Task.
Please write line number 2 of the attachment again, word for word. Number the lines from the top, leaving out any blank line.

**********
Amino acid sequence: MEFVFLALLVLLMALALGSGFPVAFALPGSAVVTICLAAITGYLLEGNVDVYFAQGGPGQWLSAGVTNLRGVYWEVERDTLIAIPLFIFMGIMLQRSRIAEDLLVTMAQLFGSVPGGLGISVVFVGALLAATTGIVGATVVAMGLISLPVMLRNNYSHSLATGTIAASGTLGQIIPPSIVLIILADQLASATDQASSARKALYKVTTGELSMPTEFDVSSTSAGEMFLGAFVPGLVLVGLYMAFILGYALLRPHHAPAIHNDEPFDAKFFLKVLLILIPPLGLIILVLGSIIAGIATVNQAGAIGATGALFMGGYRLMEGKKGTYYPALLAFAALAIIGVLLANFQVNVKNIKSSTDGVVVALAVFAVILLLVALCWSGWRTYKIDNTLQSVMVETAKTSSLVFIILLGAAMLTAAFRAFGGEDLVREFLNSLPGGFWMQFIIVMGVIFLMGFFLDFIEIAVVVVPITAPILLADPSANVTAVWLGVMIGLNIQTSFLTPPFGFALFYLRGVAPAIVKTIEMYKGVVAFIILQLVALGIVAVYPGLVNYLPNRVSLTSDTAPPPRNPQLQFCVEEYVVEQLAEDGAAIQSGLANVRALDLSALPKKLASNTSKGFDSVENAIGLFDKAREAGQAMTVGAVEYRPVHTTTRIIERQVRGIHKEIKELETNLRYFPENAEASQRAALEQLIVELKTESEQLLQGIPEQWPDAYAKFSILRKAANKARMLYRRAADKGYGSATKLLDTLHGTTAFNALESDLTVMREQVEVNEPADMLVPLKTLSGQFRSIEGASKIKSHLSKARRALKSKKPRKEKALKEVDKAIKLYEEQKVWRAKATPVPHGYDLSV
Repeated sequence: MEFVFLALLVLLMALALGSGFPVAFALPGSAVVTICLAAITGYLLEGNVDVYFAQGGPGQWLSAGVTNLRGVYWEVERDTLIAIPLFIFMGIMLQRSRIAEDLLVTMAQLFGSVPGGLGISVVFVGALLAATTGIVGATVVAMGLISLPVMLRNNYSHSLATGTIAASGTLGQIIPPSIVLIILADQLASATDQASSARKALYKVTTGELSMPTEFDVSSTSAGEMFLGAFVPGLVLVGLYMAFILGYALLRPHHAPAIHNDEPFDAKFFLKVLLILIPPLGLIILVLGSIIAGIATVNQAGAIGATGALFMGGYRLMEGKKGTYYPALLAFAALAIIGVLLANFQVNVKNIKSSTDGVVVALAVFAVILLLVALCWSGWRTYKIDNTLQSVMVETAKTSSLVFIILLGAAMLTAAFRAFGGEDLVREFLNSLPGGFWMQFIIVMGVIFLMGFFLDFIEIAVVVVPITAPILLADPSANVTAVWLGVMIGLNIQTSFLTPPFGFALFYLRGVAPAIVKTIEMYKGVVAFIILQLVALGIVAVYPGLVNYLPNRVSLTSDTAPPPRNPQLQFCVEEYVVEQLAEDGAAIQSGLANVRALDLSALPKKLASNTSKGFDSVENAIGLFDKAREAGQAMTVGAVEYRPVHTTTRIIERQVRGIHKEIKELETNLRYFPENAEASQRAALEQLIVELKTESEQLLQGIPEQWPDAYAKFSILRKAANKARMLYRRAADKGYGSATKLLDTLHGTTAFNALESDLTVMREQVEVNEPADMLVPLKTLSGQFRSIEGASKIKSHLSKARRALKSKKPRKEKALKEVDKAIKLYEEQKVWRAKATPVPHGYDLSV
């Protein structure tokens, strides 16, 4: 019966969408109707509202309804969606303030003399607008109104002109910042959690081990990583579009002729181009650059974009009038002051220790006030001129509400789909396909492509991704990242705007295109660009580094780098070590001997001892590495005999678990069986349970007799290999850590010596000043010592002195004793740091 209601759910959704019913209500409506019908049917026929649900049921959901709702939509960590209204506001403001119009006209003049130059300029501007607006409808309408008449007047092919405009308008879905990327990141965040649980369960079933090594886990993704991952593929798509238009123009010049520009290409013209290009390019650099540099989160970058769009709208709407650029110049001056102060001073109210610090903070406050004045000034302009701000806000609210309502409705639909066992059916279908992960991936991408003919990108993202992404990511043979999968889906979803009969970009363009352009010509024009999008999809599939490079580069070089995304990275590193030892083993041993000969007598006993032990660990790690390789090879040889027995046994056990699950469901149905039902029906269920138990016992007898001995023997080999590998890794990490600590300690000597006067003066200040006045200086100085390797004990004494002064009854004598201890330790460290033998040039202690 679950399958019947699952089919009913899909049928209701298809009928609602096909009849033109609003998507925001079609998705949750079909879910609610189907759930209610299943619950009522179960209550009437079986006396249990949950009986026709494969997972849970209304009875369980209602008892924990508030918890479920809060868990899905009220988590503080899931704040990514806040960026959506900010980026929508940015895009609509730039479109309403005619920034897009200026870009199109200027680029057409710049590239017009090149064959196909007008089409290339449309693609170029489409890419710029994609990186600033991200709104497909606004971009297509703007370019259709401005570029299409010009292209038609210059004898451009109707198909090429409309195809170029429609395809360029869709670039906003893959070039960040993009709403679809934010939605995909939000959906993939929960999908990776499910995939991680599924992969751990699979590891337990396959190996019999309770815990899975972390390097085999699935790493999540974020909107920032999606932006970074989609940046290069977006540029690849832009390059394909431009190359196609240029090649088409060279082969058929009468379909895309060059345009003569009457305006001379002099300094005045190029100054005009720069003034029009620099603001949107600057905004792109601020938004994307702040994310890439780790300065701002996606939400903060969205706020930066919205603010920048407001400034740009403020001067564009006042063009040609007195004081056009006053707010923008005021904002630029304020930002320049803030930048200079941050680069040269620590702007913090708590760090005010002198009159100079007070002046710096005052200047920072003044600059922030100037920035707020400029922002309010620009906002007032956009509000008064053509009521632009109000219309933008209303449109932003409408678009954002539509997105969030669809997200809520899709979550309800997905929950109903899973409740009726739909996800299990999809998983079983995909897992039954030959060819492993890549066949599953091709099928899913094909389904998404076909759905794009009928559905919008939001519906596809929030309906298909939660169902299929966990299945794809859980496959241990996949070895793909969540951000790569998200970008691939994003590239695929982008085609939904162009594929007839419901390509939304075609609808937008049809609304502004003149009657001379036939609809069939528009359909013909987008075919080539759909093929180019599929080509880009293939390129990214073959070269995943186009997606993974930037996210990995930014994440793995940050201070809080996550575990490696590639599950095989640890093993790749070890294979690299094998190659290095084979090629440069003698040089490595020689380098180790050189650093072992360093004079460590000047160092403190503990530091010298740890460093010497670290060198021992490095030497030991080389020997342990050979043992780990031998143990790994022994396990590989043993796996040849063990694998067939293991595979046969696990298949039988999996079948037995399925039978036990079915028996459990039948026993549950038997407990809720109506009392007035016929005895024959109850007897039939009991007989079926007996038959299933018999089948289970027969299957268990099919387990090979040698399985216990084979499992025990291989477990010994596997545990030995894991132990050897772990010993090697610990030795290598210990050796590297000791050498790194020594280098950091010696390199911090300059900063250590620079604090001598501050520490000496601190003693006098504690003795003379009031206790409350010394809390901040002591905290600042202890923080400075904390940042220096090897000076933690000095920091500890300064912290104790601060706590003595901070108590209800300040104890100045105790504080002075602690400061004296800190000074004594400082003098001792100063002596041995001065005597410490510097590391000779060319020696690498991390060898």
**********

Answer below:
Repeated sequence: MEFVFLALLVLLMALALGSGFPVAFALPGSAVVTICLAAITGYLLEGNVDVYFAQGGPGQWLSAGVTNLRGVYWEVERDTLIAIPLFIFMGIMLQRSRIAEDLLVTMAQLFGSVPGGLGISVVFVGALLAATTGIVGATVVAMGLISLPVMLRNNYSHSLATGTIAASGTLGQIIPPSIVLIILADQLASATDQASSARKALYKVTTGELSMPTEFDVSSTSAGEMFLGAFVPGLVLVGLYMAFILGYALLRPHHAPAIHNDEPFDAKFFLKVLLILIPPLGLIILVLGSIIAGIATVNQAGAIGATGALFMGGYRLMEGKKGTYYPALLAFAALAIIGVLLANFQVNVKNIKSSTDGVVVALAVFAVILLLVALCWSGWRTYKIDNTLQSVMVETAKTSSLVFIILLGAAMLTAAFRAFGGEDLVREFLNSLPGGFWMQFIIVMGVIFLMGFFLDFIEIAVVVVPITAPILLADPSANVTAVWLGVMIGLNIQTSFLTPPFGFALFYLRGVAPAIVKTIEMYKGVVAFIILQLVALGIVAVYPGLVNYLPNRVSLTSDTAPPPRNPQLQFCVEEYVVEQLAEDGAAIQSGLANVRALDLSALPKKLASNTSKGFDSVENAIGLFDKAREAGQAMTVGAVEYRPVHTTTRIIERQVRGIHKEIKELETNLRYFPENAEASQRAALEQLIVELKTESEQLLQGIPEQWPDAYAKFSILRKAANKARMLYRRAADKGYGSATKLLDTLHGTTAFNALESDLTVMREQVEVNEPADMLVPLKTLSGQFRSIEGASKIKSHLSKARRALKSKKPRKEKALKEVDKAIKLYEEQKVWRAKATPVPHGYDLSV